Battery farmed eggs are eggs produced by chickens kept in ‘battery cages’. These are cages that confine the chicken to a tiny space which allows very little movement, they generally do not even allow space for the bird to turn. Considering that chickens, generally thought of as ‘bird-brains’, have been proven to be intelligent creatures, capable of grasping complex mental concepts including ‘cause and effect’ an advanced comprehension skill that puts their intellect beyond that of dogs. For example, chickens are able to understand that objects still exist even after they are hidden or removed from view. This level of cognition is actually beyond the capacity of small human children. This makes for the obvious conclusion, that these farms are extremely cruel, and should definitely not be supported; but how much better are ‘free range’ eggs, in terms of nutrition and anti animal cruelty status? What does the term ‘free range’ really indicate?
Recently while attending a workshop on the new labelling laws of South Africa I had a bit of a shock, my perception had always been too confuse ‘free range’ with ‘organic’. Surprisingly they are not one and the same thing. Free range does not indicate that the birds have not been fed GM food or injected with hormones. ‘Free range’ simply implies that the eggs were produced by chickens kept in an ‘open enclosure’ either a farmyard, a shed or a coop with access to the ‘outdoors’. As it turns out that often these enclosures will be packed to capacity though and have few exit points, which due to the capacity of the enclosures are hardly used by the birds. It’s simply an indication of the producers ethics. So, if you are buying ‘free range’, perhaps do some research on where the birds eggs you are buying, are kept and more specifically, how they are kept. The onus is on us as the consumer to do this, although those that are truly ‘free range’ are more likely too, and should advertise this fact.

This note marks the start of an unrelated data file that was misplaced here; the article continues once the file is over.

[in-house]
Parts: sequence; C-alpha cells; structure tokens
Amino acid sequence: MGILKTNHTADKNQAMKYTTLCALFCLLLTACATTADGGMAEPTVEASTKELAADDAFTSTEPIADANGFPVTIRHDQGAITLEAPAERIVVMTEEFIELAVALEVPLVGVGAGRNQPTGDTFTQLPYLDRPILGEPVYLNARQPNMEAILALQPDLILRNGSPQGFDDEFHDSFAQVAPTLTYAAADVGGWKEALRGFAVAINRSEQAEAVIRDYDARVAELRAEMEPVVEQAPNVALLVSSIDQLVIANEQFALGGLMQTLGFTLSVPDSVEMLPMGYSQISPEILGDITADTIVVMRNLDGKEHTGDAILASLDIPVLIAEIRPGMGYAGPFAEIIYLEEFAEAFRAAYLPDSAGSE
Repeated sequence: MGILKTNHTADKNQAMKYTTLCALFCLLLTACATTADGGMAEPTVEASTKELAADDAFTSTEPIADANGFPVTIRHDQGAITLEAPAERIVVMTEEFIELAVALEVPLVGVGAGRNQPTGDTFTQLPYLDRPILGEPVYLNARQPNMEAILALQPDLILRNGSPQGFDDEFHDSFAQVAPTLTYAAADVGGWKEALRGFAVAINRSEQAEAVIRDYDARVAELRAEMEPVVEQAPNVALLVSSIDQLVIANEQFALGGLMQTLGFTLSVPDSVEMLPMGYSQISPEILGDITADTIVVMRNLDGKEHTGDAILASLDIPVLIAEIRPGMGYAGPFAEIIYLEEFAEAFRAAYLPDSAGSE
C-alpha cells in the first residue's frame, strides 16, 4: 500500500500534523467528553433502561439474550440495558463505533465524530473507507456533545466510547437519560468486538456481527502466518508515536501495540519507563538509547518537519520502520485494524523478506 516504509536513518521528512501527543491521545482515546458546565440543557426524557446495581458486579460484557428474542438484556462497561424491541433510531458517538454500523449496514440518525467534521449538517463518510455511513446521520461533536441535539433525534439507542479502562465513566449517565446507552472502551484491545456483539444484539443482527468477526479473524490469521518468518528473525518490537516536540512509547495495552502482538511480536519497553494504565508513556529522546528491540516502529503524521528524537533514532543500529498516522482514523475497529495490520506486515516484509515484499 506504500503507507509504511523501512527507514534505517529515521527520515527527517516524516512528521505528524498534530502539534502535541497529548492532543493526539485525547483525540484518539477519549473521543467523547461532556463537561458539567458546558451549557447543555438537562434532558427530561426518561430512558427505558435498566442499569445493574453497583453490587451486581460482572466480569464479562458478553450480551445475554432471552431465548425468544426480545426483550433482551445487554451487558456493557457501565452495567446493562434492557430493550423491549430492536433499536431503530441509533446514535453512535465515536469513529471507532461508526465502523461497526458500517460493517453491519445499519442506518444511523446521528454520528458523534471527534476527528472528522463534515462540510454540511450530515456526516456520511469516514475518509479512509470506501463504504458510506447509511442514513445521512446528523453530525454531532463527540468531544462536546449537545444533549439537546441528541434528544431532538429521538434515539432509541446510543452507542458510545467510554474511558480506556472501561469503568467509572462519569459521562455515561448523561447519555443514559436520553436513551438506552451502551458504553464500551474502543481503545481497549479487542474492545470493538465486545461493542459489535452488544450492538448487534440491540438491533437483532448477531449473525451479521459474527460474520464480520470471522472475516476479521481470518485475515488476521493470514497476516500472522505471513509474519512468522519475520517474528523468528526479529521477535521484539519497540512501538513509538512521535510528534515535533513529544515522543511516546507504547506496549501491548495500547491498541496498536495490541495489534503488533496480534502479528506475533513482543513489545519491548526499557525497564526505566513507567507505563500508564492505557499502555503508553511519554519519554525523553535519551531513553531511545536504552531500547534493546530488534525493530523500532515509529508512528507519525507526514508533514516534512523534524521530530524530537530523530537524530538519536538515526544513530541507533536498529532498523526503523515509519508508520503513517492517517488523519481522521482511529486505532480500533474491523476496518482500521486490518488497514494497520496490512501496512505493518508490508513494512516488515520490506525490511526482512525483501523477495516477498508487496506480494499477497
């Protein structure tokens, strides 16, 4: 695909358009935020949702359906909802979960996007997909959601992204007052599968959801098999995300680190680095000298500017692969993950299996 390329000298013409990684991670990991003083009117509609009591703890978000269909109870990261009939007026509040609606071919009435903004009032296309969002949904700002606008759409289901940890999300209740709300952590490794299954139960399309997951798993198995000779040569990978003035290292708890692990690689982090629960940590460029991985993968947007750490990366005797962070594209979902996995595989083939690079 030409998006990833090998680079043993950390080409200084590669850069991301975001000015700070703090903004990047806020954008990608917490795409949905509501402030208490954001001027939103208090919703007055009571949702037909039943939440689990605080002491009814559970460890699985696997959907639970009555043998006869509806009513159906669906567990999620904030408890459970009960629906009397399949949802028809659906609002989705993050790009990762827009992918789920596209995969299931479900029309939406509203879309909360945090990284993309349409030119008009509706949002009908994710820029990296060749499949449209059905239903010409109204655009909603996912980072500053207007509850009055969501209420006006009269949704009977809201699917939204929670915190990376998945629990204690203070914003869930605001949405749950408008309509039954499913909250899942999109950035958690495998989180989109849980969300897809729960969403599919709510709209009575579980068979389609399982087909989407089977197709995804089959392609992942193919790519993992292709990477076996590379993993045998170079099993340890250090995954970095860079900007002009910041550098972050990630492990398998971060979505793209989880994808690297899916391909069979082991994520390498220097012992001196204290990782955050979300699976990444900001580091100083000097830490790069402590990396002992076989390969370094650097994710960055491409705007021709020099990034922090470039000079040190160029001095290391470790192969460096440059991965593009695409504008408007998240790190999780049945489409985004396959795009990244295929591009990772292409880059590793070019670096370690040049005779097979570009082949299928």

In our next two articles we’ll be discussing the meaning of the term ‘organic’, ‘grain fed’ and ‘grass fed’ and For more great articles and tips, please subscribe to receive our latest articles or join our new Facebook group. Got a childcare related question? Drop us a line at sitters (@) sitters4u.co.za or visit our website: www.sitters4u.co.za